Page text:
A prominent scholar has criticized the preliminary report the Bill & Melinda Gates Foundation recently put out on its Measures of Effective Teaching study, arguing that the conclusions the Gates Foundation draws from its data aren’t supported by its research.
You’ll remember that the earlier paper found that value-added estimates of teachers, particularly in math, did appear to predict performance in a teacher’s other classes and on other tests. Student surveys also seemed to offer up some clues on teacher effectiveness.
But Jesse Rothstein, a University of California, Berkeley researcher who’s written a number of papers on value-added measures argues that the Gates report actually appears to undermine the potential usefulness of of value-added as part of teacher evaluations, the opposite of the conclusions drawn in the preliminary MET report. At the very least, the report’s enthusiasm for value-added is “premature,” he said in an interview.
For example, the Gates project found a .54 or “moderate-to-large” correlation between teachers’ value-added performance on the state math test and on a supplemental, more cognitively demanding exam. By Rothstein’s reading of the data, a .54 correlation means that a teacher whose value-added put her at the 80th percentile would still have a 30 percent chance of scoring at the lower end of the scale on the other test.
The two parties aren’t debating the actual data in question. Instead, what this amounts to is a problem of interpretation: Where the Gates folks find promise in the notion that there’s some predictive power to these value-added measurements, that power, in Rothstein’s view, is “shockingly weak.” It hints that teachers’ estimates on value-added measures depends on things like how closely they follow the curriculum on the test, he said.
When I asked Rothstein to describe what a less-worrisome, strong correlation might look like, he suggested an 0.7 or 0.8 correlation.
In the paper, Rothstein also argues that the Gates experts didn’t account for the “fade out” of value-added estimates over time, as he’s documented elsewhere, and that other problems, such as the nonrandom assignment of students to classes, mean that it’s hard to know how these calculations would play out in the real world.
He contends that, by stating that value-added seems to be a relatively strong predictor of performance—before study on all the other measures is complete—the foundation’s interpretation is skewed toward support of value-added.
I checked in with the Gates Foundation after reviewing the critique. Here’s what spokesman Chris Williams had to say:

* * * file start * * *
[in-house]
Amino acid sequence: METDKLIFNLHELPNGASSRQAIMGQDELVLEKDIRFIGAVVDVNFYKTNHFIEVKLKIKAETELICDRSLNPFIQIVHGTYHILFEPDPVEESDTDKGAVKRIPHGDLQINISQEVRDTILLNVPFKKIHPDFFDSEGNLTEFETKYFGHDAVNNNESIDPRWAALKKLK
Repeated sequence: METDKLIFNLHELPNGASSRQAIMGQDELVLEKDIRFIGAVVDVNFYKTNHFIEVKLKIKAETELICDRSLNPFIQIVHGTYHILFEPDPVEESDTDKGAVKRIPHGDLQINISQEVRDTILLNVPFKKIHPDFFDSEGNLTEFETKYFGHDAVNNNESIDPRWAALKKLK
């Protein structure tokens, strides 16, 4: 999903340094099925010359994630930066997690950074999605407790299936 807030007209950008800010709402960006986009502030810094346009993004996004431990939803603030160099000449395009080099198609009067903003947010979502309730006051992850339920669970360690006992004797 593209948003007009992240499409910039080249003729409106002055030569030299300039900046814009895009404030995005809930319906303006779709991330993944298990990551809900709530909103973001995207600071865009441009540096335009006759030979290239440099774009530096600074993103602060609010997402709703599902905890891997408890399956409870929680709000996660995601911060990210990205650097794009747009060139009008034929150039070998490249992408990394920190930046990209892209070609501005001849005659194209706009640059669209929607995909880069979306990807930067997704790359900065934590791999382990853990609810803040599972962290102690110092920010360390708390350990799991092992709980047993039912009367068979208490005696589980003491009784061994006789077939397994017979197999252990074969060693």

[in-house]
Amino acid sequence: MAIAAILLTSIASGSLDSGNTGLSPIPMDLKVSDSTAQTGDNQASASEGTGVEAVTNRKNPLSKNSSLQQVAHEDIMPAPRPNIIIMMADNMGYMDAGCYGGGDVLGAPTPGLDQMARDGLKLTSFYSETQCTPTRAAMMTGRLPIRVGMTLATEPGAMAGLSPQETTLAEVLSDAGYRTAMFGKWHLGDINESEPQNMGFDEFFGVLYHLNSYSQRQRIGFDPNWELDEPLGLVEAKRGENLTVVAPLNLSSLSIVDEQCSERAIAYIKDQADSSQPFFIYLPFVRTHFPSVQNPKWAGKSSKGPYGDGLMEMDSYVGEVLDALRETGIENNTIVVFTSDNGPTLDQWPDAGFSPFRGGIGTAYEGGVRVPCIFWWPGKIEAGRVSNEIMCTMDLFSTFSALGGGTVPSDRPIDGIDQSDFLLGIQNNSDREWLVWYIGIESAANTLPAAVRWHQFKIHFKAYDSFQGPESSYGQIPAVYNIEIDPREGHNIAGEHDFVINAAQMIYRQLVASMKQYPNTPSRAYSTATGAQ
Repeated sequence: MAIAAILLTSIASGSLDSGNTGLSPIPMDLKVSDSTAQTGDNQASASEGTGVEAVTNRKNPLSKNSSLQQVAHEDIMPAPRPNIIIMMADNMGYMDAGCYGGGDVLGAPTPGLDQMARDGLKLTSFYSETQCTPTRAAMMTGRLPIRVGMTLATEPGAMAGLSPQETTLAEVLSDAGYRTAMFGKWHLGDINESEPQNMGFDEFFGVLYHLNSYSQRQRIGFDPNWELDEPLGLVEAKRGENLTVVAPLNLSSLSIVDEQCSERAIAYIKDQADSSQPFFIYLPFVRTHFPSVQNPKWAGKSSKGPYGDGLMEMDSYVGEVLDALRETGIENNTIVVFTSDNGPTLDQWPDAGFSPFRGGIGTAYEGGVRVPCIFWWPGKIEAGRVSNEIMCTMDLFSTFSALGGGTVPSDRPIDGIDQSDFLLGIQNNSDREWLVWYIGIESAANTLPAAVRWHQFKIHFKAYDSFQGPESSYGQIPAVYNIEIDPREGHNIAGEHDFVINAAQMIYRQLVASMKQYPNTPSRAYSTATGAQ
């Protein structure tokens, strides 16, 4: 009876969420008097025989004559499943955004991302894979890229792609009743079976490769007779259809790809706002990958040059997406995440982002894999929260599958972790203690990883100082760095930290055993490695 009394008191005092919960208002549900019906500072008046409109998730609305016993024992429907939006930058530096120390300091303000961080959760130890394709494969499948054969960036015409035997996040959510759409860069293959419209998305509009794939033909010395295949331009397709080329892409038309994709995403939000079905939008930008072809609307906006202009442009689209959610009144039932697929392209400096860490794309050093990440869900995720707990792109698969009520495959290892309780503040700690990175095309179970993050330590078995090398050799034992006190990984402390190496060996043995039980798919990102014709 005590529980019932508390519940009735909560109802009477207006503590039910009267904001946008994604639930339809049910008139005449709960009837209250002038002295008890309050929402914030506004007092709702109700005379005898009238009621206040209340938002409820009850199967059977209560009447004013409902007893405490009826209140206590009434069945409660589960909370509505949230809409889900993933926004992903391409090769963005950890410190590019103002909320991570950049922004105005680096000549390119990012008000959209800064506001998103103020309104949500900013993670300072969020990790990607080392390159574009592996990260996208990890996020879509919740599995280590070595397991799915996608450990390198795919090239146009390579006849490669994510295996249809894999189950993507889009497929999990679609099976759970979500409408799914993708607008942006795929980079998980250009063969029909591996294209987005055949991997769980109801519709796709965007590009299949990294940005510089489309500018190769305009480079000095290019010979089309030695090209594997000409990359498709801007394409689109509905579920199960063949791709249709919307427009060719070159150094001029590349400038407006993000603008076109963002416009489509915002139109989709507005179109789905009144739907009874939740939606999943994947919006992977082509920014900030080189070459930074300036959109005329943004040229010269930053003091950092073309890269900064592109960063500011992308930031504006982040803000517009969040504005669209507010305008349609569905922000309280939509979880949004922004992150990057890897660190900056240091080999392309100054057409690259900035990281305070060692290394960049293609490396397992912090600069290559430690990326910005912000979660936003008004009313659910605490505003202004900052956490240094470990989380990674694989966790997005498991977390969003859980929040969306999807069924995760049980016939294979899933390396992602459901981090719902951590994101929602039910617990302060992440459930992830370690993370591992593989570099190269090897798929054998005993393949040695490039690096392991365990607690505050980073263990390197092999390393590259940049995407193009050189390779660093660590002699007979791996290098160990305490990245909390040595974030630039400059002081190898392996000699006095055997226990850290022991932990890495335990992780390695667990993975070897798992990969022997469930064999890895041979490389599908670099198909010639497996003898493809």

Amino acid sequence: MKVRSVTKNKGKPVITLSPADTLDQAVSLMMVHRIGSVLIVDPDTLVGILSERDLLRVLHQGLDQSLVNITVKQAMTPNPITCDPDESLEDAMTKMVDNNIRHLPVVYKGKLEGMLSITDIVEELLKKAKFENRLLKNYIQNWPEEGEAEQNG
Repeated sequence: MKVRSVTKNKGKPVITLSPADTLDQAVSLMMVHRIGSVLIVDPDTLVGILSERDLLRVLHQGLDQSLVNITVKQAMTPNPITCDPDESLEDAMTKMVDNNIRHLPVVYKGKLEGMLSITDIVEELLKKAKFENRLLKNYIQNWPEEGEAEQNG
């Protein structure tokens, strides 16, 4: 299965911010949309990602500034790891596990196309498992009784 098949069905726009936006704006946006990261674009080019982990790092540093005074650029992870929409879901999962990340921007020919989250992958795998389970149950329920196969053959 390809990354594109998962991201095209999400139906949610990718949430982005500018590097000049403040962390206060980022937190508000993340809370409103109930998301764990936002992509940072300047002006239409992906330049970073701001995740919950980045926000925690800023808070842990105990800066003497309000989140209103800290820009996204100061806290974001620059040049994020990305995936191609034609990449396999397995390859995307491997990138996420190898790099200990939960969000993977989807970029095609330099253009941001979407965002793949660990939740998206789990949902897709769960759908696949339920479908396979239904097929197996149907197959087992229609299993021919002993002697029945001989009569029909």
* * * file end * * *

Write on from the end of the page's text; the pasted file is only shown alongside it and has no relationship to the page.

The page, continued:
“I think we would say that Rothstein is right that we need more randomized evidence of the causal effects of the estimated teacher impacts,” he said. In fact, that’s actually a part of the project set to begin this year.
But, he added, the foundation doesn’t think that value-added should be the sole measure of teacher effectiveness.
“The paper highlights the mistakes if we were to rely solely on test-score measures, but we’re not advocating that approach, and I think we’ve been pretty clear about the purposes of the project,” Williams said. “We don’t think value-added [alone] should be teacher evaluation.”
Whether you view these results as a boon or a blow to value-added, the bottom line for the moment is that researchers and practitioners really don’t (yet) know the optimal mix of teacher evaluation measures or how to weight them.
Other questions to consider: What happens if some of the other measures being studied, like the much-awaited teacher observations, don’t turn out to be all that highly correlated with student achievement? It’s a distinct possibility. After all, as it turns out, the .54 correlation between tests was one of the stronger correlations in this preliminary report. (Student ratings, though consistent across a teacher’s classrooms, were generally less predictive of his or her value-added performance.)
When all of the data is out from MET, will there be enough evidence from all these measures combined to make a decent evaluation tool? Could the problems with any one of these measures be balanced out by the strength of the other measures (i.e., if a teacher gets dinged on value-added but gets a strong observation score)? It’s hard to say at this point, but the preliminary MET did find that the correlations got a little stronger when both value-added and the student perception information were combined.
In any case, whatever system is used to judge teachers will have some degree of error. Policymakers, teachers, unions, and school boards will need to come to an accord about how much and what type is acceptable for which purposes.
To the issues Rothstein raises in this paper, if the parties agree to pick value-added as one measure—and that’s a big “if"—then they’ll also have to make a decision about which value-added calculation to use, which test is most appropriate for that purpose, and which curriculum will underpin that test.
Not an easy thing to do.
A version of this news article first appeared in the Teacher Beat blog.